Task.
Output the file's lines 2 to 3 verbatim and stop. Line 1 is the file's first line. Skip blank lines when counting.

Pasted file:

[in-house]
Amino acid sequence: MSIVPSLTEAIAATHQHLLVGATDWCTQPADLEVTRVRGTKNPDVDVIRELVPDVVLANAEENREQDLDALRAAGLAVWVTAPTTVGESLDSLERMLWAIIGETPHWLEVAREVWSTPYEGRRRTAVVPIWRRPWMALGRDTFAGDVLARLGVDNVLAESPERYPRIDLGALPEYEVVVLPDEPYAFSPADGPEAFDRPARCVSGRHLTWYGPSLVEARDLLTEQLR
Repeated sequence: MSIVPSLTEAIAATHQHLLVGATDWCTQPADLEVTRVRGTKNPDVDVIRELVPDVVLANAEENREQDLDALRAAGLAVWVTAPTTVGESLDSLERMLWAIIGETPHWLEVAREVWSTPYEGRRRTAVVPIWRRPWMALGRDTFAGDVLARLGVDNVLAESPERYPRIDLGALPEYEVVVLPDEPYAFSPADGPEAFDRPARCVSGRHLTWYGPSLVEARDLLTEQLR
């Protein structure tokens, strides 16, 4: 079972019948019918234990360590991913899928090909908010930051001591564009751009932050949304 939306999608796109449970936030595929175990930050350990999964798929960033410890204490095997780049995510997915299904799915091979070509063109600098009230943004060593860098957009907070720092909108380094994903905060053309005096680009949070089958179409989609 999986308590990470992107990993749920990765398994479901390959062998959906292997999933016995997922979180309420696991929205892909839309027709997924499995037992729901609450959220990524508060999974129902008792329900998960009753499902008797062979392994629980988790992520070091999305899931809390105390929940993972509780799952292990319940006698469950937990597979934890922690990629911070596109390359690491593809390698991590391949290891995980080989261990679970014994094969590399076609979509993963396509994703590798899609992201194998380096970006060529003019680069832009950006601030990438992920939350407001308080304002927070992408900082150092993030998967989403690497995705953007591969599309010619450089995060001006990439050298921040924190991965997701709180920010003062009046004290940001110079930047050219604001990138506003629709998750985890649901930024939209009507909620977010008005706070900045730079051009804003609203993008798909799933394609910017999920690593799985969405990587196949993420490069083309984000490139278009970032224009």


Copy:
Amino acid sequence: MSIVPSLTEAIAATHQHLLVGATDWCTQPADLEVTRVRGTKNPDVDVIRELVPDVVLANAEENREQDLDALRAAGLAVWVTAPTTVGESLDSLERMLWAIIGETPHWLEVAREVWSTPYEGRRRTAVVPIWRRPWMALGRDTFAGDVLARLGVDNVLAESPERYPRIDLGALPEYEVVVLPDEPYAFSPADGPEAFDRPARCVSGRHLTWYGPSLVEARDLLTEQLR
Repeated sequence: MSIVPSLTEAIAATHQHLLVGATDWCTQPADLEVTRVRGTKNPDVDVIRELVPDVVLANAEENREQDLDALRAAGLAVWVTAPTTVGESLDSLERMLWAIIGETPHWLEVAREVWSTPYEGRRRTAVVPIWRRPWMALGRDTFAGDVLARLGVDNVLAESPERYPRIDLGALPEYEVVVLPDEPYAFSPADGPEAFDRPARCVSGRHLTWYGPSLVEARDLLTEQLR